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Earthquakes: Mitigation and safety tips

Tips to prepare for natural disasters like Hurricanes, Tornadoes, Earthquakes, Tsunamis etc...

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Earthquakes: Mitigation and safety tips

Postby itsadisaster » Sun Jan 02, 2011 1:45 pm

I'm sorry .. thought I'd already posted this months ago. Let's put Earthquake safety data, resources, links and suggestions in this thread...

Our planet’s surface is actually made up of slowly-moving sections called tectonic plates that can build up friction or stress in the crust as they creep around. An earthquake occurs when this built up stress is suddenly released and transmitted to the surface of the earth by earthquake waves (called seismic waves). Earthquakes can cause buildings and bridges to collapse, down telephone and power lines, and result in fires, explosions and landslides. Earthquakes can also cause huge ocean waves, called tsunamis [soo-nah’-mees], which travel long distances over water until they hit coastal areas.

There are millions of earthquakes, or seismic tremors, every year around the world. Most are too small to be felt, but when they happen, you will feel shaking, quickly followed by a rolling motion that can rotate up, down, and sideways that lasts from a few seconds to several minutes.

Did you know...

...although it may seem that we are having more earthquakes, earthquakes of magnitude 7.0 or greater have remained fairly constant throughout this century and, according to USGS records, have actually seemed to decrease in recent years?!

...in 1931, there were about 350 seismograph stations operating in the world; and today, there are more that 4,000 stations and the data now comes in rapidly from these stations by telex, computer and satellite?! This increase in the number of stations and the more timely receipt of data has allowed USGS and other seismological centers to locate many small earthquakes which were undetected in earlier years.

...the world's deadliest earthquake on record hit central China in 1557 killing an estimated 830,000 people?!

...scientists believe the Cascadia Subduction zone along the Northwest coastline could produce mega-quakes similar to the 9.0 that rocked Indonesia in 2004.

...per USGS, the Red Cross and many global officials, the "Triangle of Life" is a misguided idea about the best location a person should try to occupy during an earthquake - esp in industrialized nations due to stricter and safer building codes. Drop, Cover and Hold (described below) is the best recommendation.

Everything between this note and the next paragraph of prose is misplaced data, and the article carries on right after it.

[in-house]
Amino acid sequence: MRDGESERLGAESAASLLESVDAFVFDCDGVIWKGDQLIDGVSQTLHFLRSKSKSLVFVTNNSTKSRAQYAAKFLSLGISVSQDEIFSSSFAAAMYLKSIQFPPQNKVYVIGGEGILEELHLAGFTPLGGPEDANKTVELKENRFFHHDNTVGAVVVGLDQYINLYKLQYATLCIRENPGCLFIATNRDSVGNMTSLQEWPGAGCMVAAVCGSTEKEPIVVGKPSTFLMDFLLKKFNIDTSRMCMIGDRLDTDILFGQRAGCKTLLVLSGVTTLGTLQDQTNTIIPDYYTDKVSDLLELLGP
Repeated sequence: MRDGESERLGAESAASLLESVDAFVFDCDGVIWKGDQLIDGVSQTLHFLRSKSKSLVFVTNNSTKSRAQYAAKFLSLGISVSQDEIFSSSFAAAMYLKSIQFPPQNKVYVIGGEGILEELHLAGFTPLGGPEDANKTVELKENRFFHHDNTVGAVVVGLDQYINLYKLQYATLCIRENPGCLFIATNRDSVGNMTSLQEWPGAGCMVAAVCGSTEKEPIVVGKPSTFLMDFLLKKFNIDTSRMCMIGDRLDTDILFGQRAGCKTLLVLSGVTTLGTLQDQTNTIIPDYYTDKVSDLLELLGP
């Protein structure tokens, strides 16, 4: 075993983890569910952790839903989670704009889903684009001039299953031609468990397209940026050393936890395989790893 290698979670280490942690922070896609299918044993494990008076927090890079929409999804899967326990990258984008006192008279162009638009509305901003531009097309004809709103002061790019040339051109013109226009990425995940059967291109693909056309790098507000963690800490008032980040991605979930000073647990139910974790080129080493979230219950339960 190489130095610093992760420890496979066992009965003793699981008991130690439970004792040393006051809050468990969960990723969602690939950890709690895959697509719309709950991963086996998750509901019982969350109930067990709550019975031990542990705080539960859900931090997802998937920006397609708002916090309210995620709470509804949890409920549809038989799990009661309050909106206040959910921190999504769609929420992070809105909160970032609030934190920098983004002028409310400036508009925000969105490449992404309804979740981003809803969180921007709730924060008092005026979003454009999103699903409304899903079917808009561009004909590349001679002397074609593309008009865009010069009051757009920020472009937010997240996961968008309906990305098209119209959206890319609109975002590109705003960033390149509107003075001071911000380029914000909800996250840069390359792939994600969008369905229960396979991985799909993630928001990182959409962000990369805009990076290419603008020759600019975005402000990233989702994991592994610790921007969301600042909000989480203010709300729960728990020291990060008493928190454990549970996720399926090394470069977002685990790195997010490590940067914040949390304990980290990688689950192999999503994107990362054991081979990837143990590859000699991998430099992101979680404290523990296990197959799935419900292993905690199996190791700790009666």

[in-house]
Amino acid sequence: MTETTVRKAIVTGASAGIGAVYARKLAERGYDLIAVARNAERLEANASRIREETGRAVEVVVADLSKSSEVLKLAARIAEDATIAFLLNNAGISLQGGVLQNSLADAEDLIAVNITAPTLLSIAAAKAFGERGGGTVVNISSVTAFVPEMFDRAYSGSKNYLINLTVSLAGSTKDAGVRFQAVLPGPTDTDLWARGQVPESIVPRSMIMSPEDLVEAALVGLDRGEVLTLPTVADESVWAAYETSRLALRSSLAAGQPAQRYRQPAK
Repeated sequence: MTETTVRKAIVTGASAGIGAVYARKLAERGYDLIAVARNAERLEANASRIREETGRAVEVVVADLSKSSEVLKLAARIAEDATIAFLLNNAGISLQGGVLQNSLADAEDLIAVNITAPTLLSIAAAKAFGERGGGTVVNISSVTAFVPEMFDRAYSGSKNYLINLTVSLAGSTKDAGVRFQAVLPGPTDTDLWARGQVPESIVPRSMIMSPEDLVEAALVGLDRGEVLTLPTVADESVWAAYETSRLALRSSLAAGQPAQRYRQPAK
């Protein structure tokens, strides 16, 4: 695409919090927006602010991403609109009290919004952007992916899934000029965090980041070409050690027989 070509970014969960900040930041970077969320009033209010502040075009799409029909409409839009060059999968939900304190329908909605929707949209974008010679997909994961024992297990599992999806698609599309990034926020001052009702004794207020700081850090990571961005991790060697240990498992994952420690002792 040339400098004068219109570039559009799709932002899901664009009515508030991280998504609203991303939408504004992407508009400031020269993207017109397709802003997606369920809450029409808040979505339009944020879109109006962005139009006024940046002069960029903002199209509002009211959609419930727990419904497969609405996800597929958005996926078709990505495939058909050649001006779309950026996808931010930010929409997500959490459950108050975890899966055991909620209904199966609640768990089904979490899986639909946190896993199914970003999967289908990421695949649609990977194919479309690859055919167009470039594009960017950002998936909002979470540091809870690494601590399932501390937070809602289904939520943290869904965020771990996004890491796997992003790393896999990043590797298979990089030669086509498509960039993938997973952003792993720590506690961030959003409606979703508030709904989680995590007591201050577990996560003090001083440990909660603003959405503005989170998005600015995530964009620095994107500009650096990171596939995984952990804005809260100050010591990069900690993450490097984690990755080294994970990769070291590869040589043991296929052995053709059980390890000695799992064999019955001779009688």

...every state (and country for that matter) has earthquakes, but 2 states with the smallest number of earthquakes is North Dakota and Florida. The most active are obviously Alaska and California.


BEFORE AN EARTHQUAKE:

Learn the buzzwords - Learn the terms / words used with earthquakes...
Earthquake - a sudden slipping of the earth’s crust that causes a series of vibrations
Aftershock - usually not as strong as earthquake but can occur for hours, days, months or years after a main quake
Fault - area of weakness where two sections of crust have separated
Subduction zone - where 2 tectonic plates collide and one plate dives or “subducts” underneath the other
Epicenter - area of the earth’s surface directly above the crust that caused the quake
Seismic Waves - vibrations that travel from the center of the earthquake to the surface
Magnitude - used to define how much energy was released (A Richter Scale is the device used to measure this energy on a scale from 0-10 ... each whole number equals an increase of about 30 times the energy released meaning a 5.0 is about 30 times stronger than a 4.0.)
Liquifaction - when water-saturated ground loses strength and acts as a muddy fluid

Reduce risks - Look for things that could be hazardous and secure loose stuff...
-- Place large or heavy objects on lower shelves and fasten shelves to walls, if possible.
-- Use nylon straps or L-braces to secure cabinets, bookcases and other tall furniture to the wall.
-- Secure heavy appliances like water heaters, refrigerators, etc. using bands of perforated steel (plumber’s tape).
-- Use buckles or safety straps to secure computers, TVs, stereos and other equipment to tabletops.
-- Use earthquake or florist putty to tack down glassware, heirlooms and figurines.
-- Hang heavy pictures and mirrors away from beds.
-- Store bottled foods, glass, china and other breakables on low shelves or in cabinets that can fasten shut.
-- Repair faulty electrical wiring and leaky gas connections.

Consider retrofitting your home - There are options to retrofit or reinforce your home’s foundation and frame available from reputable contractors who follow strict building codes. Other earthquake-safety measures include installing flexible gas lines and automatic gas shutoff valves. Changes to gas lines and plumbing in your house must be done by a licensed contractor who will ensure that the work is done correctly and according to code. This is important for your safety.